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  13. For discussion, see also Istvan M. Bodnár, “Atomic Independence and Indivisibility,” Oxford Studies in Ancient Philosophy 16 (1998): 35–61.

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  14. Gregory Chaitin, “The Limits of Reason,” Scientific American 294:3 (2006): 79. The quantity is also referred to as a “Chaitin constant.”

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  15. For Greek text and facing translation of Plutarch’s essay, see Against the Stoics: On Common Notions, trans. Harold Cherniss, in Plutarch’s Moralia, 621–873, vol. 13, part 2 of the Loeb Classical Library (Cambridge, MA: Harvard University Press, 1976).

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  16. See also Anna Angeli and Tiziano Dorandi, “Gli Epicurei e la geometria: Un progetto di geometria antieuclidea nel Giardino di Epicuro?,” in Lucrezio, la natura e la scienza, ed. Marco Beretta and Francesco Citti (Florence: L. S. Olschki, 2008), 1–9, and Thomas Bénatouil, “Les critiques épicuriennes de la géométrie,” in Construction: Festschrift for Gerhard Heinzmann, ed. Pierre-Edouard Bour, Manuel Rebuschi, and Laurent Rollet (London: College Publications, 2010), 151–62. Brooke Holmes, this book, observes that Michel Serres adopts a more radical view, according to which Lucretius’s physics is, in fact, correct as against modern Newtonianism; according to Serres, she writes, Lucretius “is advancing a physics of flow and turbulence that is shored up by the mathematics of Archimedes and validated as science by twentieth-century physics in its turn away from solids to fluids and from classical mechanics to chaos theory. Against readings of Lucretius grounded in literary criticism and cultural history, Serres reintroduces a framework of evaluation that is unapologetic about truth in the sense of an alignment between theory and physical reality: Lucretius is right” (Holmes, p. 22; citing Michel Serres, La naissance de la physique dans le texte de Lucrèce [Paris: Minuit, 1977], translated as Michel Serres, The Birth of Physics, trans. Jack Hawkes [Manchester: Clinamen Press, 2000]). Like Holmes, I am deeply skeptical of Serres’s reconstruction of Lucretian physics.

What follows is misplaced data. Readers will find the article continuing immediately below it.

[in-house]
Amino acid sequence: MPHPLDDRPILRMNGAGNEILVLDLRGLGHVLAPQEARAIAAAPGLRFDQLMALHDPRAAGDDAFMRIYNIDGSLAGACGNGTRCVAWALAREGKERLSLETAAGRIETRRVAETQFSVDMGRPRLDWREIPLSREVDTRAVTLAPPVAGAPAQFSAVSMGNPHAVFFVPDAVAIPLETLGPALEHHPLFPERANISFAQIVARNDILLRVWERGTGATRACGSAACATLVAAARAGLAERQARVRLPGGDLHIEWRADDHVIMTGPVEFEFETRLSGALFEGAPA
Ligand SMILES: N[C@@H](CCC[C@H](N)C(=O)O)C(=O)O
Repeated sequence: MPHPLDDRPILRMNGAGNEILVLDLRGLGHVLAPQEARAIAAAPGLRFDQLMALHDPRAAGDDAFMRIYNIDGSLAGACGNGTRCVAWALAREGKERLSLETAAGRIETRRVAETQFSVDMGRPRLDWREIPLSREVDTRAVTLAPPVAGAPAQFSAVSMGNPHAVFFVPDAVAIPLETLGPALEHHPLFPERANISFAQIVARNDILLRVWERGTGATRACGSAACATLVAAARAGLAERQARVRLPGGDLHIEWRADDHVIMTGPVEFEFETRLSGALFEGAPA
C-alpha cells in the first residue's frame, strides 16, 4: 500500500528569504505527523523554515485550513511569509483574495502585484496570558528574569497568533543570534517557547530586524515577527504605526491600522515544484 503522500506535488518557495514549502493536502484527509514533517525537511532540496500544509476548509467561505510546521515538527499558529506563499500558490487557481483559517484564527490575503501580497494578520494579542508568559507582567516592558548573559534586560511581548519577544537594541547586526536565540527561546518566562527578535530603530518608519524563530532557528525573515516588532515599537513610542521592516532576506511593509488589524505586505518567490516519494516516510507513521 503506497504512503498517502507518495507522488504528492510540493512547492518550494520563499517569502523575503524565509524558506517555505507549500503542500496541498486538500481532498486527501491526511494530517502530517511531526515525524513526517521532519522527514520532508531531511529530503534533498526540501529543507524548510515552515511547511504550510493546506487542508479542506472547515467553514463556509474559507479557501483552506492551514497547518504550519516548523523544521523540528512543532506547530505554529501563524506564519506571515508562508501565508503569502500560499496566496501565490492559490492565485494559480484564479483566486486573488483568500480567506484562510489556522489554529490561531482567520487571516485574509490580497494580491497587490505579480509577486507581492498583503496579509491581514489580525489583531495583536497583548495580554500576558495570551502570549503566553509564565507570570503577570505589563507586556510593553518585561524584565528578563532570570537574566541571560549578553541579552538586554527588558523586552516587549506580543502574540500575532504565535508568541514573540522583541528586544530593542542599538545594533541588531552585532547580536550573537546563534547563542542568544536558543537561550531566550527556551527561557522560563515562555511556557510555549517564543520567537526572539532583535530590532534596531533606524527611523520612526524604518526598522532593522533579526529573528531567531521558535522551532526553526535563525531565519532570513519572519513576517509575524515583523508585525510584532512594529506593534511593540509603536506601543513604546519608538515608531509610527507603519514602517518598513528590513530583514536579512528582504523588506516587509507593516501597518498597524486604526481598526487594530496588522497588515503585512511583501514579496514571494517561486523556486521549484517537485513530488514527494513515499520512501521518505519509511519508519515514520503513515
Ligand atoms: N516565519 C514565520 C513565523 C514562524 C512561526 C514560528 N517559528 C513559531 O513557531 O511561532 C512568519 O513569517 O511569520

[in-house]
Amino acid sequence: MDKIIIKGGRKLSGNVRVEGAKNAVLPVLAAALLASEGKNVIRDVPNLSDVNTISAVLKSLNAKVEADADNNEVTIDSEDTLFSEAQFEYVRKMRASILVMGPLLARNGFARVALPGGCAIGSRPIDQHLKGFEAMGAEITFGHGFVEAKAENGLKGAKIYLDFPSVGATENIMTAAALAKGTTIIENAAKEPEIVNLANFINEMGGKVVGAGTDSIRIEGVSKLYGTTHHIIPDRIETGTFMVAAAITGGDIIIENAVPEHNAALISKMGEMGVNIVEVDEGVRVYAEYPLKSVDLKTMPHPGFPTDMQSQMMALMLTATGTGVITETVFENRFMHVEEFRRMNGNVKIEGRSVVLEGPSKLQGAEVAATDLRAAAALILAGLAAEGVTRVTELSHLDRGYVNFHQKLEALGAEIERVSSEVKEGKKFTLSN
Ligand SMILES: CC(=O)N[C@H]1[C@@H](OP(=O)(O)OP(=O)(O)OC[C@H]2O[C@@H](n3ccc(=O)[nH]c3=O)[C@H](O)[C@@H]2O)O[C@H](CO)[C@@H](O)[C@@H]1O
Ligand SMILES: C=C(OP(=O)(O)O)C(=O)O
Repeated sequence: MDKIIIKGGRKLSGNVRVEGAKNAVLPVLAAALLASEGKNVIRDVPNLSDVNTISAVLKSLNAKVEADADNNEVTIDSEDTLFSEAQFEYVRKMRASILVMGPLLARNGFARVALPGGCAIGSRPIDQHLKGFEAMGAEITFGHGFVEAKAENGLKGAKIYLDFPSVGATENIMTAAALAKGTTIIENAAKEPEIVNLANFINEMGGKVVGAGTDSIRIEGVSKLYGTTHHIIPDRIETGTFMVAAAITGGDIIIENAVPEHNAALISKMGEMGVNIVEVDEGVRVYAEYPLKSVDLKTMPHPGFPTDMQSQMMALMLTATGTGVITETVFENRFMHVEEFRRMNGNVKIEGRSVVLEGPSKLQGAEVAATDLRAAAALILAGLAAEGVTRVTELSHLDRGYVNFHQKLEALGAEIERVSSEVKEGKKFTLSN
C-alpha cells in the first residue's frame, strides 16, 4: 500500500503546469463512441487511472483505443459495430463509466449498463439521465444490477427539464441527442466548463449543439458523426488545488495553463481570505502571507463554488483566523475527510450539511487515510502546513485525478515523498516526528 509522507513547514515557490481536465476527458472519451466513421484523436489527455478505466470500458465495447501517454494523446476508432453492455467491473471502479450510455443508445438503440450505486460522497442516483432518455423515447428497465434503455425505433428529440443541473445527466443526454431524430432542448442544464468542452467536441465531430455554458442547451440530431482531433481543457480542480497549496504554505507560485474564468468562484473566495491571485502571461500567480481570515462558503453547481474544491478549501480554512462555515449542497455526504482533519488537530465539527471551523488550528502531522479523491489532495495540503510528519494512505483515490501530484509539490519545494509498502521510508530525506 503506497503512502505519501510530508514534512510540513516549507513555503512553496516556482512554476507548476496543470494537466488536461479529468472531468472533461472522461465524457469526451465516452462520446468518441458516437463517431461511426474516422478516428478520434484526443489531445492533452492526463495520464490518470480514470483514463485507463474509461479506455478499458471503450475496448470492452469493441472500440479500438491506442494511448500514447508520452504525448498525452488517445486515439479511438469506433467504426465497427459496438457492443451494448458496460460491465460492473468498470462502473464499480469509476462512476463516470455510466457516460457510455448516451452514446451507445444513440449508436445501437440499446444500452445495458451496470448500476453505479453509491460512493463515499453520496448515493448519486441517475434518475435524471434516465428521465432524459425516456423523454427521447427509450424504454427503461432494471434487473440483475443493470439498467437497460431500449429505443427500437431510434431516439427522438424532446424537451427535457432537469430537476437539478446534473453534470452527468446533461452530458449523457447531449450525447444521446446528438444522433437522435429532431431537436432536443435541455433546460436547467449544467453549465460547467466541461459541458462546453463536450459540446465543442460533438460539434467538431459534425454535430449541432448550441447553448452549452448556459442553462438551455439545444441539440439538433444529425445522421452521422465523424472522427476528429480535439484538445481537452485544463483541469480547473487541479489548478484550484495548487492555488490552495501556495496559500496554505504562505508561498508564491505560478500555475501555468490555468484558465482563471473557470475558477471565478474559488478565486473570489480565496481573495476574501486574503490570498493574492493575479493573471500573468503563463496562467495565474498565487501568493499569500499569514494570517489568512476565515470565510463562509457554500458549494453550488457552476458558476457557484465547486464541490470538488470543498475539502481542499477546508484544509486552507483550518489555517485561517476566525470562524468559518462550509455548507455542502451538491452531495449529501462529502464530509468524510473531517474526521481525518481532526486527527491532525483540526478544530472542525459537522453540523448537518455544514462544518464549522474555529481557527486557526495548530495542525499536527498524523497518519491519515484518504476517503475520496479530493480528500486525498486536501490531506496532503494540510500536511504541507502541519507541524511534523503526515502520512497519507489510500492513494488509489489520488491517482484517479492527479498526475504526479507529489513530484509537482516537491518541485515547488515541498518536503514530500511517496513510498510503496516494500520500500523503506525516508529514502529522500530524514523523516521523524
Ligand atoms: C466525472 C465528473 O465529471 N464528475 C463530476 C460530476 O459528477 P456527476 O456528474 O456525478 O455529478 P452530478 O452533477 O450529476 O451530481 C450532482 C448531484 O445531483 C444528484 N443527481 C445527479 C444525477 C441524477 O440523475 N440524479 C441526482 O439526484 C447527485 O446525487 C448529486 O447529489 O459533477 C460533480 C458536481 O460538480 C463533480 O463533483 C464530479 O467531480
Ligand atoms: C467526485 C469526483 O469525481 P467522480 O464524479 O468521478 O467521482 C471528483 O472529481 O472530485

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Jacques Lezra Liza Blake

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© 2016 David Konstan

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Konstan, D. (2016). Lucretius the Physicist and Modern Science. In: Lezra, J., Blake, L. (eds) Lucretius and Modernity. The New Antiquity. Palgrave Macmillan, New York. https://doi.org/10.1007/978-1-137-56657-7_4